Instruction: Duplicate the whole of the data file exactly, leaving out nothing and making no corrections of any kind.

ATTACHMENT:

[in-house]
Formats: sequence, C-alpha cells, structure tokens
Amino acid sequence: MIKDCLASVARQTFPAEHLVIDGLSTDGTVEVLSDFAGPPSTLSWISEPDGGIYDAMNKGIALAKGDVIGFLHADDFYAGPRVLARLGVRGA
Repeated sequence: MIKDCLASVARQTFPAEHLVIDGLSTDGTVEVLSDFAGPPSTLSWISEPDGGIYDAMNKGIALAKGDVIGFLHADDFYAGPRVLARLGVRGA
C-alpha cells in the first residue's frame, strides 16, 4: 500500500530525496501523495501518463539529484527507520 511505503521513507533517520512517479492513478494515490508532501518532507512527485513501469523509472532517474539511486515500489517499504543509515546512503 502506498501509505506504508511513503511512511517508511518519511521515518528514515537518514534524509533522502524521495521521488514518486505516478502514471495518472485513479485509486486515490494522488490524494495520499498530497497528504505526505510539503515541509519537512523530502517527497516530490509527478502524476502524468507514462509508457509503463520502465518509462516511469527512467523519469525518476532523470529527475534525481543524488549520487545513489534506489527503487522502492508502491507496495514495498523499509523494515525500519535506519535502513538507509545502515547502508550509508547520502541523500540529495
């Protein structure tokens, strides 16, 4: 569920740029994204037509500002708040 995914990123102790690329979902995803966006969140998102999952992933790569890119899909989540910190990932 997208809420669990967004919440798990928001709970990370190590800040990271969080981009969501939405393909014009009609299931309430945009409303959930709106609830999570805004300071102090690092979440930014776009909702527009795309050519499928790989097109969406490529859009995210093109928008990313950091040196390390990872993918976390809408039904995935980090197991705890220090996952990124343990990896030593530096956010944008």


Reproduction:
[in-house]
Formats: sequence, C-alpha cells, structure tokens
Amino acid sequence: MIKDCLASVARQTFPAEHLVIDGLSTDGTVEVLSDFAGPPSTLSWISEPDGGIYDAMNKGIALAKGDVIGFLHADDFYAGPRVLARLGVRGA
Repeated sequence: MIKDCLASVARQTFPAEHLVIDGLSTDGTVEVLSDFAGPPSTLSWISEPDGGIYDAMNKGIALAKGDVIGFLHADDFYAGPRVLARLGVRGA
C-alpha cells in the first residue's frame, strides 16, 4: 500500500530525496501523495501518463539529484527507520 511505503521513507533517520512517479492513478494515490508532501518532507512527485513501469523509472532517474539511486515500489517499504543509515546512503 502506498501509505506504508511513503511512511517508511518519511521515518528514515537518514534524509533522502524521495521521488514518486505516478502514471495518472485513479485509486486515490494522488490524494495520499498530497497528504505526505510539503515541509519537512523530502517527497516530490509527478502524476502524468507514462509508457509503463520502465518509462516511469527512467523519469525518476532523470529527475534525481543524488549520487545513489534506489527503487522502492508502491507496495514495498523499509523494515525500519535506519535502513538507509545502515547502508550509508547520502541523500540529495
């Protein structure tokens, strides 16, 4: 569920740029994204037509500002708040 995914990123102790690329979902995803966006969140998102999952992933790569890119899909989540910190990932 997208809420669990967004919440798990928001709970990370190590800040990271969080981009969501939405393909014009009609299931309430945009409303959930709106609830999570805004300071102090690092979440930014776009909702527009795309050519499928790989097109969406490529859009995210093109928008990313950091040196390390990872993918976390809408039904995935980090197991705890220090996952990124343990990896030593530096956010944008």